The situation became more complicated when Mr. Moss entered Larry’s office at 3:30 p.m. and saw the official awaiting him was none other than Zeke Deckard, still buzzcut, with a pair of sunglasses perched on his skull. The kid had put on weight. Zeke introduced himself, with a smile, as a Homeland Security agent on special assignment to Department of Education. “We’re investigating several reports of classroom violations by teachers ignoring the new statute against teaching white shame.”
“Mister Deckard, how nice to see you again,” Mr. Moss said, “You appear to be making your way in the world.”
Zeke nodded and grinned and said, “That is one serious beard, dude.”
Mr. Moss leaned down to his Big Gulp. He thrust the plastic straw into his thick beard and slurped at his root beer. Larry coughed and, clearly uncomfortable, stood up and fiddled with his tie clip. He said, “I’ll leave you two alone to hash this out.”
“Nope, sorry, the regulations require you to stay,” Zeke Deckard said, “We need a witness.”
The vice-principal reluctantly sat down.
“Just for the record,” Zeke added, “I’ll also need some video documentation.” He grinned and took out his phone and held it up to make a recording of the interaction. “Hey, it’s just like the old days in class.”
“Well now, Agent Deckard, exactly what are you threatening me with?” Mr. Moss asked, “Am I going to get fired? Are we going to end up in court?”
“Nothing quite so drastic, I hope,” Zeke said, “especially since we have some personal history, you and me. I am obviously aware of your long career at Hilltop High and I think this situation can be resolved with a simple promise to cease and desist from these classroom violations. Another option is for you to decide that now is the appropriate time to retire.”
“In other words, a forced retirement,” Mr. Moss said.
“Nobody but us three would have to know that,” Zeke said, turning to Larry, “am I right?”
The vice-principal mumbled his agreement.
“Oh, thanks, Larry,” Mr. Moss said.
“Of course, you’d be able to keep your pension,” Larry said.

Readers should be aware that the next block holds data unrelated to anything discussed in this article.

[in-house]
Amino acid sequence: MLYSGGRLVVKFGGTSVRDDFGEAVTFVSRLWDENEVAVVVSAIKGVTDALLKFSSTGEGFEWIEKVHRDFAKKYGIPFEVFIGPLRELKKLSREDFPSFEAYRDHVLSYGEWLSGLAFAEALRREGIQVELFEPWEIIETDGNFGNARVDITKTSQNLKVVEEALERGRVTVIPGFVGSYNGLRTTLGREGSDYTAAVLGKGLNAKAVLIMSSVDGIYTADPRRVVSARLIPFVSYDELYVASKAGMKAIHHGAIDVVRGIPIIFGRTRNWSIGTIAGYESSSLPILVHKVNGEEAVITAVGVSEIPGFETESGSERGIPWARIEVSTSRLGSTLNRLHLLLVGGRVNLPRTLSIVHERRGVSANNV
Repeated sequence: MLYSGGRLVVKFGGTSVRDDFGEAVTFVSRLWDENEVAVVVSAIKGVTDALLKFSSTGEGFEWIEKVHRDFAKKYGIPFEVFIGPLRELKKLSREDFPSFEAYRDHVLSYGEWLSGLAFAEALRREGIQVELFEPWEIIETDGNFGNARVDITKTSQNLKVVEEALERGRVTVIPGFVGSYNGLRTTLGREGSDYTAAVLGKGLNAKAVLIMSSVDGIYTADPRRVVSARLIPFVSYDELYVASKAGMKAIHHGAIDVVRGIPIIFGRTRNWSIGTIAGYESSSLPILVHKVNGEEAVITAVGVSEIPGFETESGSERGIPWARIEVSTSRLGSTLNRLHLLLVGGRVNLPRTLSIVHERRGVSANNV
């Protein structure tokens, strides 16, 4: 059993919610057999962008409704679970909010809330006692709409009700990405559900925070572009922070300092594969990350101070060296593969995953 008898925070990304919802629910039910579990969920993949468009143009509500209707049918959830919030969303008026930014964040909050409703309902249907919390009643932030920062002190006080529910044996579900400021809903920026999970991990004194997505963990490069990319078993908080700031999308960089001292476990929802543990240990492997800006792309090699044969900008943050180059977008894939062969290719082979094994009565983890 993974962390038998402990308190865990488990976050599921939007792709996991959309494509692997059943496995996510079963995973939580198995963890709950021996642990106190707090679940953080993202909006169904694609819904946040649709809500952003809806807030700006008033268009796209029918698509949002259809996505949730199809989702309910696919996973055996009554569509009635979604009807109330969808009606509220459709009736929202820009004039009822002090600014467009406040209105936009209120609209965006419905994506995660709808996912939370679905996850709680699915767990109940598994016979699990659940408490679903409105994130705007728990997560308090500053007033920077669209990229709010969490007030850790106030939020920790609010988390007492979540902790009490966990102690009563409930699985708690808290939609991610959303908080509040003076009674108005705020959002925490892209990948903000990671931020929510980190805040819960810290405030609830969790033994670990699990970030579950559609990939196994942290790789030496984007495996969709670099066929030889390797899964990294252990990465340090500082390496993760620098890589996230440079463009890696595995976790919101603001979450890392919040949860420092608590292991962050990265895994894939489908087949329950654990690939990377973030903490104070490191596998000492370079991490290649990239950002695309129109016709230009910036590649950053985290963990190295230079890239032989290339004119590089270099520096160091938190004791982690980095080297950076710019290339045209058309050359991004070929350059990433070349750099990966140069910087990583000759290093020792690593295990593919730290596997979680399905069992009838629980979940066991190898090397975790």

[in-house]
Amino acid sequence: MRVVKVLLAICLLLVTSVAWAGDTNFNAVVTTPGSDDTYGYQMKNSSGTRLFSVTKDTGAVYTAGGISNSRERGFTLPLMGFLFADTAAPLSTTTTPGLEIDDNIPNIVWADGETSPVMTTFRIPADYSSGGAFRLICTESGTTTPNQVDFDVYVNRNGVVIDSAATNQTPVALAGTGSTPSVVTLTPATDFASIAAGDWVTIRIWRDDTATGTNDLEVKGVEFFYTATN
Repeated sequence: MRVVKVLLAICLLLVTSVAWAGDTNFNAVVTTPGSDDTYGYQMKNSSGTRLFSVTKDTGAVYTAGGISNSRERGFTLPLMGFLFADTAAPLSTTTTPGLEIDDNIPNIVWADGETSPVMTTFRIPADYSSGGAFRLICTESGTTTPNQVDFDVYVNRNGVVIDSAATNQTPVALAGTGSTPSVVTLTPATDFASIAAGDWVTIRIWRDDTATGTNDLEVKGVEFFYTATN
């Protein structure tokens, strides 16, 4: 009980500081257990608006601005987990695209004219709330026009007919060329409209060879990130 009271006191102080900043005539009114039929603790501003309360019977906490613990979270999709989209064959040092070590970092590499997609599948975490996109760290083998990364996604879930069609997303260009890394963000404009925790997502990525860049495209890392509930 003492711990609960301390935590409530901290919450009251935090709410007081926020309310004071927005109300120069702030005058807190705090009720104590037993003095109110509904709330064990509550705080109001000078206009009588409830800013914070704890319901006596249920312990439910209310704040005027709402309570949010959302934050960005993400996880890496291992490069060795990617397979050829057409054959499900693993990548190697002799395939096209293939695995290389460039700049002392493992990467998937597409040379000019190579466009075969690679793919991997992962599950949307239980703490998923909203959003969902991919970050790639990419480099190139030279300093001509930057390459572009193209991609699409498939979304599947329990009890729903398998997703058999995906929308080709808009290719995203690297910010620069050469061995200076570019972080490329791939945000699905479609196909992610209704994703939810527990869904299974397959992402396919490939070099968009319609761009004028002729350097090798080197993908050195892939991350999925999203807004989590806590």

“That’s very considerate. Also, Agent Deckard would get the privilege of boasting to his buddies at their tenth reunion that he took down pinko Mr. Moss.”
Larry said, “Please, Clayton, let’s not be confrontational.”
“I am not the one who started it,” Mr. Moss said. He reached into his suit jacket and pulled out his pistol and checked to make sure it was loaded.
Zeke Deckard winced and gestured for Mr. Moss to return the gun to his holster. All in a day’s work for a Homeland Security agent. He said, “Let me remind you that our meeting is being recorded on video.”
“Yes, for all posterity,” Clayton Moss said, “Mr. Deckard, you have in fact offered me the perfect out. I am able to both retire from teaching and remain in the classroom forever.”
“I’m not following you exactly,” Zeke said.
“Just take me out in a pine box,” Mr. Moss said.
“Please, don’t do this,” Larry said, “Think about your legacy.”
“Across the country, instructors and students will be discussing this moment for decades to come,” Mr. Moss said.
Agent Deckard turned off the video. “I don’t want anybody getting hurt here,” he said, “Just trying to rattle your cage. You put the gun away. Let’s agree to disagree. I’ll make a note that a warning was issued. Believe me, I do not want to be known for eliminating Wee Willie’s best customer.”
“Please, Clayton,” Larry said, “think about Connie.”
“She’s used to cleaning up after me.”
“Don’t be a martyr,” Larry pleaded, “We don’t need any more martyrs.”
Somewhere in the dark recesses of Mr. Moss’ root-beer-soaked heart, the mention of Connie hit home. Clayton Moss started thinking about her, and soon realized that he couldn’t stop thinking about her. On the walk back from school that afternoon, he pondered the three-things rule, and that night, on the porch, they each made a list. After hearing Clayton’s description of the meeting in Larry’s office, Connie convinced him to add a fourth item to his list – ‘run for School Board’.
Ian Woollen lives and writes in Bloomington, Indiana. His recent short fiction has appeared in Blue Lake Review, Five South, and North Dakota Quarterly. A new novel, Sister City, is out from Coffeetown Press. Ian recommends the Shalom Community Center.